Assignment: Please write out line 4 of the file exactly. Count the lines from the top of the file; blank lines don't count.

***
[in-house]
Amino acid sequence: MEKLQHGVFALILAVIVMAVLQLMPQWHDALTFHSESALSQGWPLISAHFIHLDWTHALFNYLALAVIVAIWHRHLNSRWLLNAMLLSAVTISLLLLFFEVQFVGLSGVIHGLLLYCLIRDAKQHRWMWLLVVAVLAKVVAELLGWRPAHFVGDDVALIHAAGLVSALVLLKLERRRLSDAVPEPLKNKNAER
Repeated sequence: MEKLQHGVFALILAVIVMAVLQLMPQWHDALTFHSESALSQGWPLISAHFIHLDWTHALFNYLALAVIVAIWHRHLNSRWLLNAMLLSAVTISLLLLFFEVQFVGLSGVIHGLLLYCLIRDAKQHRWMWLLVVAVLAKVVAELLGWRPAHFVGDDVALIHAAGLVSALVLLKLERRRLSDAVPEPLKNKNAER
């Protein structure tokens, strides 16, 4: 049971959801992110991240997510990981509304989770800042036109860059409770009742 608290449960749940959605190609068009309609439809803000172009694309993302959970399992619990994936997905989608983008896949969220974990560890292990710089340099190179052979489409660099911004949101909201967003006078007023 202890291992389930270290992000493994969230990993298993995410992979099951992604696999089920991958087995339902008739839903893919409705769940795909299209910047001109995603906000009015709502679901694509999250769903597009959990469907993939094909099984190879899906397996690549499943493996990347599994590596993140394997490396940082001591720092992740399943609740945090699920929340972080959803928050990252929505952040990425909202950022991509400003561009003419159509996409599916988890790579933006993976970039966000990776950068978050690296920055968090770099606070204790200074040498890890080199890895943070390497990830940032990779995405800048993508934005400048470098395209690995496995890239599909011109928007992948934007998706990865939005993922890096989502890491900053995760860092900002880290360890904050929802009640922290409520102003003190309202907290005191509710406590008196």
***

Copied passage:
């Protein structure tokens, strides 16, 4: 049971959801992110991240997510990981509304989770800042036109860059409770009742 608290449960749940959605190609068009309609439809803000172009694309993302959970399992619990994936997905989608983008896949969220974990560890292990710089340099190179052979489409660099911004949101909201967003006078007023 202890291992389930270290992000493994969230990993298993995410992979099951992604696999089920991958087995339902008739839903893919409705769940795909299209910047001109995603906000009015709502679901694509999250769903597009959990469907993939094909099984190879899906397996690549499943493996990347599994590596993140394997490396940082001591720092992740399943609740945090699920929340972080959803928050990252929505952040990425909202950022991509400003561009003419159509996409599916988890790579933006993976970039966000990776950068978050690296920055968090770099606070204790200074040498890890080199890895943070390497990830940032990779995405800048993508934005400048470098395209690995496995890239599909011109928007992948934007998706990865939005993922890096989502890491900053995760860092900002880290360890904050929802009640922290409520102003003190309202907290005191509710406590008196």